Kudos, Mr. Lehane for this interesting novel. While I can be a fickle reader, I do enjoy how you were able to present your story and think there is potential for more success. 

Playing with Fire, by Tess Gerritsen

Seven stars

In a break from her mystery novels, Gerritsen offers up a unique story that blends music with history to produce a chilling narrative that will touch readers at their core. While on a trip to Italy, violinist Julia Ansdell finds a unique and unpublished piece that piques her interest, in Incendio waltz. Upon her return to Boston, she begins to unravel its mysteries by playing it, or at least trying to do so. Each time she begins, the haunting dissonant tones seem to evoke disturbing results in Julia’s three-year-old daughter, Lily. Convinced the piece brings about sociopathic tendencies in the toddler, Julia tries to determine its history, while battling with her husband and medical professionals, none of whom can understand why Julia blames Lily’s behaviours on a piece of music. In a parallel narrative, Gerritsen tells the story of Lorenzo, also an accomplished violinist, who is living in Italy in the years before the Second World War. As Mussolini holds a firm grip on the country, he begins to mirror the efforts of his fascist counterpart and commences a vilification of the Jews. Lorenzo is torn from the life he knew and the woman he loved all because of this directive. Sent to an internment camp, he is chosen to serenade those who are kept as prisoners, a small ray of hope in a life that remains dreary. As Julia uncovers this, she also learns more about the Incendio, which is telling in its history. Gerritsen pulls on the reader’s heart strings in this shorter novel that tells a story more important than any Rizzoli and Isles mystery could hope to accomplish.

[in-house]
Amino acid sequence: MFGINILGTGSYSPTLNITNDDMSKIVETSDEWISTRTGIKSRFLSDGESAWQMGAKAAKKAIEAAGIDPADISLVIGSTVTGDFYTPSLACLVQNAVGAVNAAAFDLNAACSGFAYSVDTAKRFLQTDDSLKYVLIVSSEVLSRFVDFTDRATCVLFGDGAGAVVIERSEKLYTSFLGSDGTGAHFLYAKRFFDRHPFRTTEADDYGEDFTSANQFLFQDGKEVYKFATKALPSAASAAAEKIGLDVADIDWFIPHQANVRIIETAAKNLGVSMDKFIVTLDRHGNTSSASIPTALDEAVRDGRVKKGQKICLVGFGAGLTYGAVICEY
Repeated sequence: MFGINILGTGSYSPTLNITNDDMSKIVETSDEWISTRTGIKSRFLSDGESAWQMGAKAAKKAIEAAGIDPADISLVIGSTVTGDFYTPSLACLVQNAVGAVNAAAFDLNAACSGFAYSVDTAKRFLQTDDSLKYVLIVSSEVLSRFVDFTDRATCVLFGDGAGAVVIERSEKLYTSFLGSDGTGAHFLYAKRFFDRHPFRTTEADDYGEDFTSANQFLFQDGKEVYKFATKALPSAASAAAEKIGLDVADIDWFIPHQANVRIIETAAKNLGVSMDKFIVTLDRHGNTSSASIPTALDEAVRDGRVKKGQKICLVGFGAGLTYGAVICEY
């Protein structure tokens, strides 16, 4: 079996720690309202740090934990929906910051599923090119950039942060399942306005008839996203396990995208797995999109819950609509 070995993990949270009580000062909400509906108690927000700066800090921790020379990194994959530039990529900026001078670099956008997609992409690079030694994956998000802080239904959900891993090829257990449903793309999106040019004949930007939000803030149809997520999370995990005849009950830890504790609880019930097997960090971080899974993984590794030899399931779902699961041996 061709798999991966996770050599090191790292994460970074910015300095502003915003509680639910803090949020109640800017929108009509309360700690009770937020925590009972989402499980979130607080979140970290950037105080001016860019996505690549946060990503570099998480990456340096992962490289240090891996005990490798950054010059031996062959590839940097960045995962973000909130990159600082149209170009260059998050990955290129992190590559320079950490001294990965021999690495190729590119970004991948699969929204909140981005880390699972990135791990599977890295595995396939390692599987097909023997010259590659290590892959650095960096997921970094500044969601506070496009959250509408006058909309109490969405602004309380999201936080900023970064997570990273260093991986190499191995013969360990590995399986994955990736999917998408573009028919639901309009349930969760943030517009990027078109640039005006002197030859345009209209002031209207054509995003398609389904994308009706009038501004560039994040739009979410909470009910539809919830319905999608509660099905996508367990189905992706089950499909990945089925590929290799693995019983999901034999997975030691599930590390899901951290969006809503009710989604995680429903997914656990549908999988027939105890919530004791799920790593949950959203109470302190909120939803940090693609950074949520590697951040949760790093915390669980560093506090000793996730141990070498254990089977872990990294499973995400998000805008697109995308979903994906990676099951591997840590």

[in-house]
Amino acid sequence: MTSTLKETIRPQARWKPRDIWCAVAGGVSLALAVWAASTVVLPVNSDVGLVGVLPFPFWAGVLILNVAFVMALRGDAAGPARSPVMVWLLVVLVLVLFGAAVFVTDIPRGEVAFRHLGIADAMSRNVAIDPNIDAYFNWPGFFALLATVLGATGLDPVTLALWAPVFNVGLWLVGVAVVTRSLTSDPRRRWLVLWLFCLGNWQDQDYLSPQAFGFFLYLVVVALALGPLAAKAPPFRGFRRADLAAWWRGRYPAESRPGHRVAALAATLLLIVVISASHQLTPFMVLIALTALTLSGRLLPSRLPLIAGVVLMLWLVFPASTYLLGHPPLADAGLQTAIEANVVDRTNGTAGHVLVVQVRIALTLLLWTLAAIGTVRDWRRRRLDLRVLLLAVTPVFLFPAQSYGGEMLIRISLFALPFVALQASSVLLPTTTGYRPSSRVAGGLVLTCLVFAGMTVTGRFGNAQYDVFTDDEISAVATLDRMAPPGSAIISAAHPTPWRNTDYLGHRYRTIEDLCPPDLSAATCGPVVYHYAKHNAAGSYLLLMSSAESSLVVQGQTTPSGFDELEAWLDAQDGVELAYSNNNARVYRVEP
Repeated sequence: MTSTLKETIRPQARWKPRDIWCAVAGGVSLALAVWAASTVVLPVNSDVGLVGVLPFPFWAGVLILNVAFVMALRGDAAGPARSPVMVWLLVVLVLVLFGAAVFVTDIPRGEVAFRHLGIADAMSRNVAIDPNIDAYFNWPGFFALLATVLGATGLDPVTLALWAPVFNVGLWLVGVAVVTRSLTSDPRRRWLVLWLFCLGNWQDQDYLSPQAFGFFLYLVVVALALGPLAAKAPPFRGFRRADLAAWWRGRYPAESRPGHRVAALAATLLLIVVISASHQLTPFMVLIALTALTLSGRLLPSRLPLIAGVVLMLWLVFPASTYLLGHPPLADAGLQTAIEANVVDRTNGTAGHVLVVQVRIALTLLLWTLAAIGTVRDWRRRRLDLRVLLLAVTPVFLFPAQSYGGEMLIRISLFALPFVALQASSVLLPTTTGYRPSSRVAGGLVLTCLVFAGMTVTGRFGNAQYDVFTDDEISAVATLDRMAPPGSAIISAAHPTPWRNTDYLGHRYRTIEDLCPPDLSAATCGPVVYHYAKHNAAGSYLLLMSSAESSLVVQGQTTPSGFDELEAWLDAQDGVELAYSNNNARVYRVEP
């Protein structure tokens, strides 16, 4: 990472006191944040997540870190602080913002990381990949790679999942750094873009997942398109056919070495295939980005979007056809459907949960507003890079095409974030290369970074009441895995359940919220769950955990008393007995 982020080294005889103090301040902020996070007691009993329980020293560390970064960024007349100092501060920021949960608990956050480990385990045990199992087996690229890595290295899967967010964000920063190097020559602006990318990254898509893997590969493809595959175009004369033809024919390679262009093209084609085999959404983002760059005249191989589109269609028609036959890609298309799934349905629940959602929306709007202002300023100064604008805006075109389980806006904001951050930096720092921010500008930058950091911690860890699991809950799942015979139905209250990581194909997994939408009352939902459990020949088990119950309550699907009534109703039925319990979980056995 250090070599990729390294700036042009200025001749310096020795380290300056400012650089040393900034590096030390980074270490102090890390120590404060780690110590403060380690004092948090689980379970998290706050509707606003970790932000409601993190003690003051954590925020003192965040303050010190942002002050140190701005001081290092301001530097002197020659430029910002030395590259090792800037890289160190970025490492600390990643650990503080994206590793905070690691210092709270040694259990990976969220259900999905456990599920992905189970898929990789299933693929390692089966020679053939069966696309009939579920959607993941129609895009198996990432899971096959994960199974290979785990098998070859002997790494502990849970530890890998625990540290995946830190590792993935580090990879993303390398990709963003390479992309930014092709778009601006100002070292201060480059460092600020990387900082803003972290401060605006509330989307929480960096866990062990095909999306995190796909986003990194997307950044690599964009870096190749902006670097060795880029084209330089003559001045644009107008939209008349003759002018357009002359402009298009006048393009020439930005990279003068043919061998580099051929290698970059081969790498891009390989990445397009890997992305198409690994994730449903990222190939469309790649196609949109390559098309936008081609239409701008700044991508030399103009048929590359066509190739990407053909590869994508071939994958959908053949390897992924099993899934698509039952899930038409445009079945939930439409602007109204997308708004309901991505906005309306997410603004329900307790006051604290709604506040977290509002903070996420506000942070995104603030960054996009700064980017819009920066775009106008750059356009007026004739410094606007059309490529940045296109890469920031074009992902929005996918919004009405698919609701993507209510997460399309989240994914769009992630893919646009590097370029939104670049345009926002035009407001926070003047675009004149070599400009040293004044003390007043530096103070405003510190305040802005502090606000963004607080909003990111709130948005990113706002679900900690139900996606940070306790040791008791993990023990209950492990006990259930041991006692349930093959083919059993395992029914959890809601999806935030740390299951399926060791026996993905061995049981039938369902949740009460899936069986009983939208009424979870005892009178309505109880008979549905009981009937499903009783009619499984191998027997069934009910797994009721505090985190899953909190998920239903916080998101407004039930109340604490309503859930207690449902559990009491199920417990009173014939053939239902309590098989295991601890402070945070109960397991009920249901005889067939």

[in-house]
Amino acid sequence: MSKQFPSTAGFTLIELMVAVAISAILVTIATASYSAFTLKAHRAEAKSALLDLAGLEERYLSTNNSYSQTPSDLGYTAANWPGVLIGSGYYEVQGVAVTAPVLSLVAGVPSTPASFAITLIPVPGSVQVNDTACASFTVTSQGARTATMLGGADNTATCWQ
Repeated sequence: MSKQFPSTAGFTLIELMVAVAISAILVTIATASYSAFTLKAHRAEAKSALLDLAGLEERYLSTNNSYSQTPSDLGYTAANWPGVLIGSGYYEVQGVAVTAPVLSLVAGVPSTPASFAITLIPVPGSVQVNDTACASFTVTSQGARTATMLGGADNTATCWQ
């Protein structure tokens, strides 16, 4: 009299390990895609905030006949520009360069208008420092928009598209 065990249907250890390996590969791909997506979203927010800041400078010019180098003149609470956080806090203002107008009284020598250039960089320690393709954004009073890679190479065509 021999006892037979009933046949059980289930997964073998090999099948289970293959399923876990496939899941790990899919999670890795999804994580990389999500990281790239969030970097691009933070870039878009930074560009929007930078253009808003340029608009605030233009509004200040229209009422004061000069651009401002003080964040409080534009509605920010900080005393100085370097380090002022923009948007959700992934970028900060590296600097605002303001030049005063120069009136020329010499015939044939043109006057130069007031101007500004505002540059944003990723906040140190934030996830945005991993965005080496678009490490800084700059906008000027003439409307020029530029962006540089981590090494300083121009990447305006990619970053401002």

While I have been a long-time fan of Gerritsen and her mysteries, I took a chance on this novel, in hopes that it would be as exciting. While I was unsure where things were headed in the opening chapters, I soon realised the complexities of the story, told in such a succinct fashion. While the novel is a layers double narrative that does, eventually, meld into one, it seemed less developed or substantial than it could have been. Gerritsen taps into the historical mistreatment of the Jews, told from an Italian perspective, but it is the modern-day story that drew me in a little more. How a piece of music could cause such mayhem in a toddler seemed to be a hook in the story, though the eventual explanation seemed a let-down. I had hoped to discover more in the medical or musical realms, perhaps pining for more mystery than history. That said, it was a quick read and flowed nicely, with decent characters and believable dialogue. I think Gerritsen fans would enjoy this, if they are able to suspend a little of their mystery-centred passion.

Kudos, Dr. Gerritsen (do you still hold your medical title?) for this novel, which touches the heart and shows you put your all into your writing. I wonder what you have on the horizon to appease your loyal fans.

The Coldest Winter: America and the Korean War, by David Halberstam

Nine stars